The Mansion Tax: One Expert’s Perspective

Los Angeles area realtors are scrambling to accommodate anxious sellers and eager buyers as the April 1 deadline to Measure ULA fast approaches. As a realtor with Douglas Elliman for the past seven years who has worked with celebrity clients, I have a front row seat to how this is unfolding.

Measure ULA, which stands for United to House LA, imposes a new tax for the city of Los Angeles. The measure, also described as the “mansion tax,” imposes a 4% tax on property sales exceeding $5 million, and a 5.5% tax on properties that sell at $10 million or higher. This new tax adds to an existing 0.45 percent transfer tax on a sale of a property at these values. These taxes must be paid by the seller. The measure was approved by Los Angeles voters last November.

The tax applies not only to single-family homes but also to the sales of multi-unit and commercial buildings as well as vacant land. The purpose of the tax is to generate an estimated $600 million to $1.1 billion annually to create affordable housing and tenant assistance support managed by municipal officials to combat Los Angeles’ rising unhoused crisis, which has worsened since the pandemic and increased inflation.

However, Measure ULA could have an unforeseen ripple effect across an already challenging LA real estate market. The tax is meant to incentivize developers and generate funding to develop new housing; however, there are some concerns that some developers might not pursue projects, inadvertently thwarting expansion that could buoy an economy still in recovery.

Not surprisingly, sellers are offering unprecedented deals to expedite closing on properties by March 31, such as a luxury car included in the transaction. Once the measure goes into effect on April 1, there are several short and long-term ramifications.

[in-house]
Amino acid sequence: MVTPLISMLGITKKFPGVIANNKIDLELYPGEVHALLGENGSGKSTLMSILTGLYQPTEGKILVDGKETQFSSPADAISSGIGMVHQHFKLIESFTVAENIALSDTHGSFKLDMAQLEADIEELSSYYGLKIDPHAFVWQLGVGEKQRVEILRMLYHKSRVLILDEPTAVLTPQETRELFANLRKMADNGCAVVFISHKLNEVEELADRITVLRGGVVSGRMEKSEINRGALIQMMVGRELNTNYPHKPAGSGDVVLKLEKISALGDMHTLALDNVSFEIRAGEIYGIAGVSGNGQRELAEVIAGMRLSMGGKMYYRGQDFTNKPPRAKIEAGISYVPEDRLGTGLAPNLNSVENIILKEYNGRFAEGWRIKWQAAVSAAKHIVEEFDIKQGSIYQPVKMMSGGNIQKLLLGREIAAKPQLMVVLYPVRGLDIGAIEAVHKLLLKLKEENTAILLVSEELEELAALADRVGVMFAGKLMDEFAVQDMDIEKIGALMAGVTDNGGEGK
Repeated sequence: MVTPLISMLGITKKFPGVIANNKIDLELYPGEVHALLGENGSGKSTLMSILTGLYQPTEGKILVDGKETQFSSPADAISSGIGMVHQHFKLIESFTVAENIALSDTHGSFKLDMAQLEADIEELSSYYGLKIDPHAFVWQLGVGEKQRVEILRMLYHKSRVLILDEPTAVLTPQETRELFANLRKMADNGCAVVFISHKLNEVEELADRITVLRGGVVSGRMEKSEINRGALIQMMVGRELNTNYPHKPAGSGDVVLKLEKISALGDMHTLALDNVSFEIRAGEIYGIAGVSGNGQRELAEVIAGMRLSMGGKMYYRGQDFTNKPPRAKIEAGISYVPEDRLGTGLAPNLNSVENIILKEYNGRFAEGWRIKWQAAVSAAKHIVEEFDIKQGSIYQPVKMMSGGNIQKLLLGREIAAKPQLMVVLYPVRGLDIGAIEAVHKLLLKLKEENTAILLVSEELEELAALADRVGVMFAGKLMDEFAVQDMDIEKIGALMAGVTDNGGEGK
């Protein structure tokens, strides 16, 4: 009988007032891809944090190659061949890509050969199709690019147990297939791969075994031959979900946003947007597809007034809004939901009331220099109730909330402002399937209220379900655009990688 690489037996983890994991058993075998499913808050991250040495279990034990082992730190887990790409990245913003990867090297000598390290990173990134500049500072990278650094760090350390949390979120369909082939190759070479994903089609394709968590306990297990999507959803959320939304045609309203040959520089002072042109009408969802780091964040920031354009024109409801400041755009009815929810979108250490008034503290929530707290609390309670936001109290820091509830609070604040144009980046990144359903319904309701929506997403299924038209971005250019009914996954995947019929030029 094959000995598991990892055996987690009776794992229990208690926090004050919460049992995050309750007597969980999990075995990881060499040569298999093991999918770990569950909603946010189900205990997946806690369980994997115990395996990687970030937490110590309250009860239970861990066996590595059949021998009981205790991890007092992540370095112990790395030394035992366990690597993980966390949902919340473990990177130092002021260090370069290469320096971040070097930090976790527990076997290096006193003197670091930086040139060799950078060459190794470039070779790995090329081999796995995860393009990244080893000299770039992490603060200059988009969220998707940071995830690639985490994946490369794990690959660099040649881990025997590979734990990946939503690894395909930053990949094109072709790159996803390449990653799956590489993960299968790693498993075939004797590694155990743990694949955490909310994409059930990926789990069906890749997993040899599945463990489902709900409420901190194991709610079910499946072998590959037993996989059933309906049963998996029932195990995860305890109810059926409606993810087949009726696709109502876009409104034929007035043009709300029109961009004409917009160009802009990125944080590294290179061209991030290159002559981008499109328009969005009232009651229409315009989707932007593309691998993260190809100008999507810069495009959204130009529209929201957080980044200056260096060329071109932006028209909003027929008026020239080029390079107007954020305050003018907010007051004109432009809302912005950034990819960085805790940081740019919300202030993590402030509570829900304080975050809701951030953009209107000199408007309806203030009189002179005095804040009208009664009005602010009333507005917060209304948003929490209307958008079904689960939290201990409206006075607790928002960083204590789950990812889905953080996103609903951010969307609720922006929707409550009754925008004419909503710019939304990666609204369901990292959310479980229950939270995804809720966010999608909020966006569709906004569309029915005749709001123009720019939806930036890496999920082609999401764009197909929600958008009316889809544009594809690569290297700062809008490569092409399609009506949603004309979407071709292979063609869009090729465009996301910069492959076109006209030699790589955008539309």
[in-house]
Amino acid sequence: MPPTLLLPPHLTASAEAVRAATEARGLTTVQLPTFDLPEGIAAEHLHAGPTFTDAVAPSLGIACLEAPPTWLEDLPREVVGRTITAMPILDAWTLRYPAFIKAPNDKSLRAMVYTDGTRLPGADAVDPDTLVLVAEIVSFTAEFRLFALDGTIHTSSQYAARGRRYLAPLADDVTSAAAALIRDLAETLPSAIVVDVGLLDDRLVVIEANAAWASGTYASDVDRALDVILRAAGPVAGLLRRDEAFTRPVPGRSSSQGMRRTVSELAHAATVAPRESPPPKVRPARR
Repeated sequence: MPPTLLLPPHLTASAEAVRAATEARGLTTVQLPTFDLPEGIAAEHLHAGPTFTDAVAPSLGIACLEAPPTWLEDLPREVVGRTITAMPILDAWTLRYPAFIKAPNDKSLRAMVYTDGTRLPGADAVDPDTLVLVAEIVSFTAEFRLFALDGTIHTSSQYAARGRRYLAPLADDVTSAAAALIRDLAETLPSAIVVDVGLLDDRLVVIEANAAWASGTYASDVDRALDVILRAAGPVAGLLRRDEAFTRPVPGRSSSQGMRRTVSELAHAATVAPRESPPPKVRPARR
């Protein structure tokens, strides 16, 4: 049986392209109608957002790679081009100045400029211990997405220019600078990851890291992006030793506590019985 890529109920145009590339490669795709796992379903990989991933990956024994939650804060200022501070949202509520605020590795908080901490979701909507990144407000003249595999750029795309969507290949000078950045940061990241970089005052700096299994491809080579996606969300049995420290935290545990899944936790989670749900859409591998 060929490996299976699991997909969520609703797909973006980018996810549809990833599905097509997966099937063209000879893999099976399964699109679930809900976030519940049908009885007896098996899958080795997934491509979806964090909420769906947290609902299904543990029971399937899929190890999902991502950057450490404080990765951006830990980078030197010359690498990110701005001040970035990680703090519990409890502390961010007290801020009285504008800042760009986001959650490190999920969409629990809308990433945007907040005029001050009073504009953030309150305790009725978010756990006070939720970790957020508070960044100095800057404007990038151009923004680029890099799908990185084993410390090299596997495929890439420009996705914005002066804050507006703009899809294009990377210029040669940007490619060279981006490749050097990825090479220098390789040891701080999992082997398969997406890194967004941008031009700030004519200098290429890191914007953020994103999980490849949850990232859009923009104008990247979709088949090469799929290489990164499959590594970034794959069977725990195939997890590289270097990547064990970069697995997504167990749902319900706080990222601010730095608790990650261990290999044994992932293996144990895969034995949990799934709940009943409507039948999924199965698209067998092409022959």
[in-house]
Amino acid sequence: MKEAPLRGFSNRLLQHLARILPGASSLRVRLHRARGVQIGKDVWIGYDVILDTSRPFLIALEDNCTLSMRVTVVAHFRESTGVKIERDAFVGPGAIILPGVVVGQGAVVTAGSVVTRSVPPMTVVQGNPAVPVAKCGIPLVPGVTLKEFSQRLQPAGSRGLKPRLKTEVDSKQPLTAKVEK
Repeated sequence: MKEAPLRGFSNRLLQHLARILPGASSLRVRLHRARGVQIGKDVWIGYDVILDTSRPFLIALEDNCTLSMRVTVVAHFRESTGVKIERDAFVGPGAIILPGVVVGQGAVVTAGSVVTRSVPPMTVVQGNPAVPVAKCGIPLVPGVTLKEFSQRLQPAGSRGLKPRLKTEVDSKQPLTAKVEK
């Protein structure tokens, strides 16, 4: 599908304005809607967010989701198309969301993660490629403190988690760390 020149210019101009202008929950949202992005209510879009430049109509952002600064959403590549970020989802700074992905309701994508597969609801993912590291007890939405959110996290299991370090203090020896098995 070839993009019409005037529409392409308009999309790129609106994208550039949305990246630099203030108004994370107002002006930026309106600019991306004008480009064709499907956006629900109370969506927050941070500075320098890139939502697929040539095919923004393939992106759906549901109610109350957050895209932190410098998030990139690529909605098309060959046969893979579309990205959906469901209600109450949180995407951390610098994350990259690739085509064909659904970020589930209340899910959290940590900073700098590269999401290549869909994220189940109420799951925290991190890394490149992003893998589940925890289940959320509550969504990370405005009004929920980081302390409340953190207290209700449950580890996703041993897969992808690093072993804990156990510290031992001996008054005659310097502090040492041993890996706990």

First, this measure arrives during very challenging economic fluctuations. We’re seeing an erratic stock market, inflation, interest rate hikes, blockages in supply, demand, and shipping, as well as industries such as the once lucrative technology sector shedding jobs, all of which add to collective uncertainty. No one industry is siloed from the other during highs or lows–we are all interdependent and interconnected–and housing is often a barometer of overall economic health. Given the current sluggish housing market, Measure ULA will likely slow down inventory movement. Sellers will be hesitant to sell, and buyers will be too nervous to buy.

Second, the moods of sellers and buyers in this uncertain climate could create its own domino effect. Housing is a numbers business, but it is also remarkably emotional because we are not simply talking about homes or investments but hopes and dreams for the future. After April 1, we could see a market in which sellers may choose to raise their list prices by $1 million or more to offset the difference lost to this new tax. Or they will more strongly negotiate with an offer on the table if they don’t raise the original price they were thinking. It’s possible that homes valued at over $5 million won’t move at all creating a stalemate in this industry.

Third, the measure could potentially drive developers away in a city that faces a housing shortage. While reports claim that most of the expected revenue from this measure will come from commercial rather than private home transactions, have we considered how this will impact commercial properties? It’s possible multi-unit and commercial owners may raise their tenants’ rents to compensate for deficits, potentially squeezing tenants, whether individuals, families or small to mid-sized businesses, already under financial pressure.

My hope is there will be forward-thinking committee oversight with the revenue that results from Measure ULA. We all want to see homelessness thoughtfully addressed, and housing to be made accessible to all. That means those first few steps shortly after the passage of Measure ULA are mission critical because they could shape Los Angeles’ housing market and economic well-being for years to come. 

Marshall Peck has been a realtor in the Beverly Hills area since 2011. He joined Douglas Elliman in 2016, where he was ranked in their top five of all agents in California. As a realtor, Marshall represents celebrities including John Legend and Chrissy Teigen, and works out of Elliman’s West Coast headquarters located on El Camino Drive in Beverly Hills. A resident of Beverly Hills for 13 years, Peck currently serves as a Commissioner on the Beverly Hills Design Review Commission.